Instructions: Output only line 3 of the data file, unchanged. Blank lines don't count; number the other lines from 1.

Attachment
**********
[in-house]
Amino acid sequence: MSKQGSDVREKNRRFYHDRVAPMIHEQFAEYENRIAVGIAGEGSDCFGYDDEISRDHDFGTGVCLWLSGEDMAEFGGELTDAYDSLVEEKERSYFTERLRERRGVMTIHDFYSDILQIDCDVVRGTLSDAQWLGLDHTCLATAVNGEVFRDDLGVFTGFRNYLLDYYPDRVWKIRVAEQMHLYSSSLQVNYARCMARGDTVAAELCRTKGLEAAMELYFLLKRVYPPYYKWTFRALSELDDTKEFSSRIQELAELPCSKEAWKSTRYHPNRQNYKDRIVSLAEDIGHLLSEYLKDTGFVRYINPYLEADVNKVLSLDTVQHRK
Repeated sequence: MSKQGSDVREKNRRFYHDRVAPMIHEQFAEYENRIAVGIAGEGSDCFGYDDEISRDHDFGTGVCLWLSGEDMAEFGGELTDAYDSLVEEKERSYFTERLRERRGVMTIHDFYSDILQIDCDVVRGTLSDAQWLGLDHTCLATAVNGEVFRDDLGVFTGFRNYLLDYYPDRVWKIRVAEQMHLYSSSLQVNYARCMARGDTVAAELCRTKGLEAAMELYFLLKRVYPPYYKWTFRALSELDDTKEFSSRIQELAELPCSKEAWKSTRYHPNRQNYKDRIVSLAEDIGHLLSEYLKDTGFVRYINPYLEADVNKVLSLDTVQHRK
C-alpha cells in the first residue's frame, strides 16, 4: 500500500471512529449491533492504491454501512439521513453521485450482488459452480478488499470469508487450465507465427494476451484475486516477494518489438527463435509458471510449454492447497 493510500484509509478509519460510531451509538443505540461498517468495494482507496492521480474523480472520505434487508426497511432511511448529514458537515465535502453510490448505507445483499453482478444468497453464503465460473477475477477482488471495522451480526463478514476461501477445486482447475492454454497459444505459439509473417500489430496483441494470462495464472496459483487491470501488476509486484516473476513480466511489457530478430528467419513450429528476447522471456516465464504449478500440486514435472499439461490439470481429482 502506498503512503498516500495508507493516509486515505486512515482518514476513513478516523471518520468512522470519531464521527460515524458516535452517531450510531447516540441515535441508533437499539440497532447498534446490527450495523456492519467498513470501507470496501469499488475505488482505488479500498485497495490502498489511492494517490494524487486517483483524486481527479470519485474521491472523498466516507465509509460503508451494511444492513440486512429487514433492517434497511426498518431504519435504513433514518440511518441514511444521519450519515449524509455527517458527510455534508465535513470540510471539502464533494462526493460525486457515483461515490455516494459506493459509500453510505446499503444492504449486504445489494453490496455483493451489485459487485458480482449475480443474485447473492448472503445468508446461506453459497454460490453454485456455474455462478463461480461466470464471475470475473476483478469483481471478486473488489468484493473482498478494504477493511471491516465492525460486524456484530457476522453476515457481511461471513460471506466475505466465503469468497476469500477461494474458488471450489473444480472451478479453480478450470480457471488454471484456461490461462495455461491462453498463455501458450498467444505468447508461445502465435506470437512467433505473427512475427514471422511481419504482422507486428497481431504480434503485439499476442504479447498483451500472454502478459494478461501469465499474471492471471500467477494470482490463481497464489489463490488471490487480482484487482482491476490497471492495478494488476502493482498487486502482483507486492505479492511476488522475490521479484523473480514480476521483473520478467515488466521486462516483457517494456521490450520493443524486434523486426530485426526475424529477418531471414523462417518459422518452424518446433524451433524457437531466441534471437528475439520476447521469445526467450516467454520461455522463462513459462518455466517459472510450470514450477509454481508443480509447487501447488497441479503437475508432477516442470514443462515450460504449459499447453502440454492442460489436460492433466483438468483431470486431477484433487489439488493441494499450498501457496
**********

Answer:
Repeated sequence: MSKQGSDVREKNRRFYHDRVAPMIHEQFAEYENRIAVGIAGEGSDCFGYDDEISRDHDFGTGVCLWLSGEDMAEFGGELTDAYDSLVEEKERSYFTERLRERRGVMTIHDFYSDILQIDCDVVRGTLSDAQWLGLDHTCLATAVNGEVFRDDLGVFTGFRNYLLDYYPDRVWKIRVAEQMHLYSSSLQVNYARCMARGDTVAAELCRTKGLEAAMELYFLLKRVYPPYYKWTFRALSELDDTKEFSSRIQELAELPCSKEAWKSTRYHPNRQNYKDRIVSLAEDIGHLLSEYLKDTGFVRYINPYLEADVNKVLSLDTVQHRK